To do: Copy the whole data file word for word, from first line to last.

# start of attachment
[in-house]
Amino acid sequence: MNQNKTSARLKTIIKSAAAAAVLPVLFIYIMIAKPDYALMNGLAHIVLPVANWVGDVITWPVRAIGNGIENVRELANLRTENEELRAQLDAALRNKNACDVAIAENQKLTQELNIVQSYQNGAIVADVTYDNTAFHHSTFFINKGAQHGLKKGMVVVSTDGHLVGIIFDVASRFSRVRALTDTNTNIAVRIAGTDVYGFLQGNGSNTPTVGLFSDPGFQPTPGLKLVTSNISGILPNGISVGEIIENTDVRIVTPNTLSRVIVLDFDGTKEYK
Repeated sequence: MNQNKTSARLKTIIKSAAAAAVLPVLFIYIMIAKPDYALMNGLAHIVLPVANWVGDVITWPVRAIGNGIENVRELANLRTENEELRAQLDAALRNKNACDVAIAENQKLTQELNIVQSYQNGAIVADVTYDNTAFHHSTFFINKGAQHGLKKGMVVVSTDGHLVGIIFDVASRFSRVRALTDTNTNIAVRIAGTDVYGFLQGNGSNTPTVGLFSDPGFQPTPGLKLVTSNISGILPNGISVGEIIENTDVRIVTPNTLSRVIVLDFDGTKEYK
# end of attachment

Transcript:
[in-house]
Amino acid sequence: MNQNKTSARLKTIIKSAAAAAVLPVLFIYIMIAKPDYALMNGLAHIVLPVANWVGDVITWPVRAIGNGIENVRELANLRTENEELRAQLDAALRNKNACDVAIAENQKLTQELNIVQSYQNGAIVADVTYDNTAFHHSTFFINKGAQHGLKKGMVVVSTDGHLVGIIFDVASRFSRVRALTDTNTNIAVRIAGTDVYGFLQGNGSNTPTVGLFSDPGFQPTPGLKLVTSNISGILPNGISVGEIIENTDVRIVTPNTLSRVIVLDFDGTKEYK
Repeated sequence: MNQNKTSARLKTIIKSAAAAAVLPVLFIYIMIAKPDYALMNGLAHIVLPVANWVGDVITWPVRAIGNGIENVRELANLRTENEELRAQLDAALRNKNACDVAIAENQKLTQELNIVQSYQNGAIVADVTYDNTAFHHSTFFINKGAQHGLKKGMVVVSTDGHLVGIIFDVASRFSRVRALTDTNTNIAVRIAGTDVYGFLQGNGSNTPTVGLFSDPGFQPTPGLKLVTSNISGILPNGISVGEIIENTDVRIVTPNTLSRVIVLDFDGTKEYK